Fall 2021 Newsletter

Message from the Director

Gayle Zydlewski on a rocky shore in front of evergreens under a blue skyAs we welcome the hope that lengthening of days brings in the following weeks, we look forward to the opportunities Maine Sea Grant brings for the future generation of marine scientists, policy-makers, and practitioners in Maine and beyond. In this newsletter, we are excited to highlight student successes, stories, and opportunities. We are also excited to welcome our new Assistant Director for Research who will be focusing on building diverse opportunities and enduring career pathways for this and future generations to support the responsible use and conservation of coastal resources in order to sustain thriving coastal communities and ecosystems. Enjoy the newsletter and beauty of our Maine winter.


General Updates

Outdoor portrait of Jessica JansujwiczWelcoming new Director of Research

Jessica Jansujwicz has transitioned into a new role as the Maine Sea Grant Assistant Director for Research. Jansujwicz will lead the administration of Maine Sea Grant’s research program, advance the program’s research-related activities, and assist in developing research partnerships, serving as a liaison between our Marine Extension Team and Sea Grant-supported faculty, students, and staff at UMaine and other research institutions.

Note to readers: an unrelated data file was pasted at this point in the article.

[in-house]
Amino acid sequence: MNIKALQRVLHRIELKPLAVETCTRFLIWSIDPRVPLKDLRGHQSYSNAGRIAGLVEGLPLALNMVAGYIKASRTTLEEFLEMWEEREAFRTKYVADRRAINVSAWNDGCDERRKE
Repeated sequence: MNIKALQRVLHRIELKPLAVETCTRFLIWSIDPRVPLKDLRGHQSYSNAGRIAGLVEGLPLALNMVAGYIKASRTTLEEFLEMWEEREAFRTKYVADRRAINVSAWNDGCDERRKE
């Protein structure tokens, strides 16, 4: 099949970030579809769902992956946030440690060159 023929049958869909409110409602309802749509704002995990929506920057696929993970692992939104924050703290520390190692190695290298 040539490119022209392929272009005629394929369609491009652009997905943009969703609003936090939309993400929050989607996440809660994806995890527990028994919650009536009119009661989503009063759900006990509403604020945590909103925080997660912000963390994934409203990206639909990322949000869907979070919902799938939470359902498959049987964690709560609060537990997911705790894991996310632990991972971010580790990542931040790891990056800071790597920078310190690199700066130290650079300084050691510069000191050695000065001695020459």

Undergraduate Internships in Diadromous Ecosystem Research Program

During summer 2021, seven undergraduate students were paired with mentors from University of Maine, Penobscot Nation, Maine Department of Marine Resources, USGS Maine Cooperative Fish and Wildlife Research Unit, and Maine Sea Grant for a research-focused internship. The internship provided students hands-on learning experiences and the opportunity to work with scientists and resource managers who operate outside of the university setting. Stay tuned for a new round of internships in the new year. 

National funding for lobster research awarded

National Sea Grant announced $2 million for the American Lobster Initiative. The funding will support six research projects and the Northeast Regional Lobster Extension Program. Three of the six projects receiving funding are based at Maine institutions

New collaboration aims to repurpose plastic